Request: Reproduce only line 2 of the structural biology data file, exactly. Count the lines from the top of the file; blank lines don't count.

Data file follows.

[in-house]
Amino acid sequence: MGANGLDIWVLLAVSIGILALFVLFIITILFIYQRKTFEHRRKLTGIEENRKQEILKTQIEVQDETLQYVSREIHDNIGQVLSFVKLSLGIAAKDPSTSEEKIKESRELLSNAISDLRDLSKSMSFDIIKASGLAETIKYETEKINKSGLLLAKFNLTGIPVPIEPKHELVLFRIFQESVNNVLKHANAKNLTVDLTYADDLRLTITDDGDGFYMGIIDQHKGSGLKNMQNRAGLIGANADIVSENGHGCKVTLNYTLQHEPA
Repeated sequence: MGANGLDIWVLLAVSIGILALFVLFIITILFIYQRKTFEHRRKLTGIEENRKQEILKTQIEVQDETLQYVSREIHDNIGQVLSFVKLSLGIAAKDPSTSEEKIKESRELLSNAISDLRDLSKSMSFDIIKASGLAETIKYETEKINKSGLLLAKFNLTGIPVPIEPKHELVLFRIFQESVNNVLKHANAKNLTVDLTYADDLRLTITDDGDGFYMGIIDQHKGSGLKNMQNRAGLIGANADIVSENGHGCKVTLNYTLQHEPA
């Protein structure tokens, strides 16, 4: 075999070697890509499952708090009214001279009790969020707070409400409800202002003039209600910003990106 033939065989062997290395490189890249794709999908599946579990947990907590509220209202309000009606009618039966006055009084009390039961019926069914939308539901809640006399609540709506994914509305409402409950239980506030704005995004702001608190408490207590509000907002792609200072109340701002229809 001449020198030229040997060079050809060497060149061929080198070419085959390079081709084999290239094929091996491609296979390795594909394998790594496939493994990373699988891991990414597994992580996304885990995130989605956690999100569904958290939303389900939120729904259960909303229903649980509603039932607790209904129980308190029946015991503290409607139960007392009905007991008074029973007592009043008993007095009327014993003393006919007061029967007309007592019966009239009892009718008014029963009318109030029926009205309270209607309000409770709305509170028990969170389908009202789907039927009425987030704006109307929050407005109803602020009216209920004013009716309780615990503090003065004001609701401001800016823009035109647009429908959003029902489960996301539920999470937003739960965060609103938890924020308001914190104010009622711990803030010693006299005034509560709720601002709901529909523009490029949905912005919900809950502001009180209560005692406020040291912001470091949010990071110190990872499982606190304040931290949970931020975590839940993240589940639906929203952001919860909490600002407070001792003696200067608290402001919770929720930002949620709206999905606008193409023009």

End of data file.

Amino acid sequence: MGANGLDIWVLLAVSIGILALFVLFIITILFIYQRKTFEHRRKLTGIEENRKQEILKTQIEVQDETLQYVSREIHDNIGQVLSFVKLSLGIAAKDPSTSEEKIKESRELLSNAISDLRDLSKSMSFDIIKASGLAETIKYETEKINKSGLLLAKFNLTGIPVPIEPKHELVLFRIFQESVNNVLKHANAKNLTVDLTYADDLRLTITDDGDGFYMGIIDQHKGSGLKNMQNRAGLIGANADIVSENGHGCKVTLNYTLQHEPA